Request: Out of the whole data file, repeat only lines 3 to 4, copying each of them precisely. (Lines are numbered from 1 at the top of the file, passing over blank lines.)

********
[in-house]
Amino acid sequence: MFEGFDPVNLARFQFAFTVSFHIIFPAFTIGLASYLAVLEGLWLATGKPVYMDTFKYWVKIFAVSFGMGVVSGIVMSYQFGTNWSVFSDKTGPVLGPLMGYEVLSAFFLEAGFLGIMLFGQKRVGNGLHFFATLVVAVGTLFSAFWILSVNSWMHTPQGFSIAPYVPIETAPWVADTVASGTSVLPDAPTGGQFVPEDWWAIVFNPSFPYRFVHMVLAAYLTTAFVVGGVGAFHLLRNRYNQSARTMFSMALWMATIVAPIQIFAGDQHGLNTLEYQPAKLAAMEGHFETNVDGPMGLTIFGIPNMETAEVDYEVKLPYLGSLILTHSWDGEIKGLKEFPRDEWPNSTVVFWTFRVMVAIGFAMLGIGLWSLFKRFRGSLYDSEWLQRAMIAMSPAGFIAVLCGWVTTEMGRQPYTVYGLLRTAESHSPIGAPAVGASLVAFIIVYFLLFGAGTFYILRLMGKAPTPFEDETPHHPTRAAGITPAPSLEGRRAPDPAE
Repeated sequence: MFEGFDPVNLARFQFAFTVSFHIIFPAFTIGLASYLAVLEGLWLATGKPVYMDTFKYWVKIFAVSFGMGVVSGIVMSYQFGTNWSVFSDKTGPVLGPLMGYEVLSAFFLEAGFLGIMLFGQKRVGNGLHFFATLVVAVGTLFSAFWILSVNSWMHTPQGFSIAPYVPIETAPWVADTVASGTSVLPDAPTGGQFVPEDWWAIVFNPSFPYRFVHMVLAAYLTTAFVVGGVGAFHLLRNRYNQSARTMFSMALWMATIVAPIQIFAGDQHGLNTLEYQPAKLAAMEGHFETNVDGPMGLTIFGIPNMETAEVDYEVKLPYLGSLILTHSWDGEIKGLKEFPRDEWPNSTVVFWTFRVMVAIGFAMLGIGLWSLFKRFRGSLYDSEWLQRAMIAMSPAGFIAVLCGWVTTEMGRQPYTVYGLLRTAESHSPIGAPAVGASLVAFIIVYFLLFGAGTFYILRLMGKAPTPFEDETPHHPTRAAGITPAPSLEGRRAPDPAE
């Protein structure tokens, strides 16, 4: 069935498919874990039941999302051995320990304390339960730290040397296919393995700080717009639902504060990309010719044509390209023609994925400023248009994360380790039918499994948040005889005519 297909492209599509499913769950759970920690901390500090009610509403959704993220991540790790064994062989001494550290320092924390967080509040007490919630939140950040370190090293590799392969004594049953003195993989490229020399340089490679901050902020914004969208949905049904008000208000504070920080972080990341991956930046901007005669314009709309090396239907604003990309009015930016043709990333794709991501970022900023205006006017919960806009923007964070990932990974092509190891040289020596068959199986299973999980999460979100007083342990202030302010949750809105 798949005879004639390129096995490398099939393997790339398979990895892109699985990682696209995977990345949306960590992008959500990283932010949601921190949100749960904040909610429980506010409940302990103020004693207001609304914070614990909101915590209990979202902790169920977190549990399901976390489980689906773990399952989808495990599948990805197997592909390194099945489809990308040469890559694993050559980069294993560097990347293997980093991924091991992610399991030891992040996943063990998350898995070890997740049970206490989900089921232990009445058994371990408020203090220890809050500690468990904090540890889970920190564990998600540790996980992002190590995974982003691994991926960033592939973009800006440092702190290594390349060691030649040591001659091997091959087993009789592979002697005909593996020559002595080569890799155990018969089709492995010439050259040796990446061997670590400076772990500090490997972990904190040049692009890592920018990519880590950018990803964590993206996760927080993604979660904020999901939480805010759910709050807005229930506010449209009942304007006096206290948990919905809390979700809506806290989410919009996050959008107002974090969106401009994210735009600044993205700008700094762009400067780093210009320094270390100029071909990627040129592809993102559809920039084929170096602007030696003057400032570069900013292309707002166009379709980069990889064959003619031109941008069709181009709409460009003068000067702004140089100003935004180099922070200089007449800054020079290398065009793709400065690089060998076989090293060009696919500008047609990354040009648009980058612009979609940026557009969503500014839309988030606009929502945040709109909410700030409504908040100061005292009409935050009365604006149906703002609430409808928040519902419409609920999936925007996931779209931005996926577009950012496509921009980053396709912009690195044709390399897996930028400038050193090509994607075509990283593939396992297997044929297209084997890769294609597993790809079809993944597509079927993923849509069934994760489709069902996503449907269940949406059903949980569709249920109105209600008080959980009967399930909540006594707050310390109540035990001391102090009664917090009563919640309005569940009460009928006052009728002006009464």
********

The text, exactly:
Repeated sequence: MFEGFDPVNLARFQFAFTVSFHIIFPAFTIGLASYLAVLEGLWLATGKPVYMDTFKYWVKIFAVSFGMGVVSGIVMSYQFGTNWSVFSDKTGPVLGPLMGYEVLSAFFLEAGFLGIMLFGQKRVGNGLHFFATLVVAVGTLFSAFWILSVNSWMHTPQGFSIAPYVPIETAPWVADTVASGTSVLPDAPTGGQFVPEDWWAIVFNPSFPYRFVHMVLAAYLTTAFVVGGVGAFHLLRNRYNQSARTMFSMALWMATIVAPIQIFAGDQHGLNTLEYQPAKLAAMEGHFETNVDGPMGLTIFGIPNMETAEVDYEVKLPYLGSLILTHSWDGEIKGLKEFPRDEWPNSTVVFWTFRVMVAIGFAMLGIGLWSLFKRFRGSLYDSEWLQRAMIAMSPAGFIAVLCGWVTTEMGRQPYTVYGLLRTAESHSPIGAPAVGASLVAFIIVYFLLFGAGTFYILRLMGKAPTPFEDETPHHPTRAAGITPAPSLEGRRAPDPAE
């Protein structure tokens, strides 16, 4: 069935498919874990039941999302051995320990304390339960730290040397296919393995700080717009639902504060990309010719044509390209023609994925400023248009994360380790039918499994948040005889005519 297909492209599509499913769950759970920690901390500090009610509403959704993220991540790790064994062989001494550290320092924390967080509040007490919630939140950040370190090293590799392969004594049953003195993989490229020399340089490679901050902020914004969208949905049904008000208000504070920080972080990341991956930046901007005669314009709309090396239907604003990309009015930016043709990333794709991501970022900023205006006017919960806009923007964070990932990974092509190891040289020596068959199986299973999980999460979100007083342990202030302010949750809105 798949005879004639390129096995490398099939393997790339398979990895892109699985990682696209995977990345949306960590992008959500990283932010949601921190949100749960904040909610429980506010409940302990103020004693207001609304914070614990909101915590209990979202902790169920977190549990399901976390489980689906773990399952989808495990599948990805197997592909390194099945489809990308040469890559694993050559980069294993560097990347293997980093991924091991992610399991030891992040996943063990998350898995070890997740049970206490989900089921232990009445058994371990408020203090220890809050500690468990904090540890889970920190564990998600540790996980992002190590995974982003691994991926960033592939973009800006440092702190290594390349060691030649040591001659091997091959087993009789592979002697005909593996020559002595080569890799155990018969089709492995010439050259040796990446061997670590400076772990500090490997972990904190040049692009890592920018990519880590950018990803964590993206996760927080993604979660904020999901939480805010759910709050807005229930506010449209009942304007006096206290948990919905809390979700809506806290989410919009996050959008107002974090969106401009994210735009600044993205700008700094762009400067780093210009320094270390100029071909990627040129592809993102559809920039084929170096602007030696003057400032570069900013292309707002166009379709980069990889064959003619031109941008069709181009709409460009003068000067702004140089100003935004180099922070200089007449800054020079290398065009793709400065690089060998076989090293060009696919500008047609990354040009648009980058612009979609940026557009969503500014839309988030606009929502945040709109909410700030409504908040100061005292009409935050009365604006149906703002609430409808928040519902419409609920999936925007996931779209931005996926577009950012496509921009980053396709912009690195044709390399897996930028400038050193090509994607075509990283593939396992297997044929297209084997890769294609597993790809079809993944597509079927993923849509069934994760489709069902996503449907269940949406059903949980569709249920109105209600008080959980009967399930909540006594707050310390109540035990001391102090009664917090009563919640309005569940009460009928006052009728002006009464």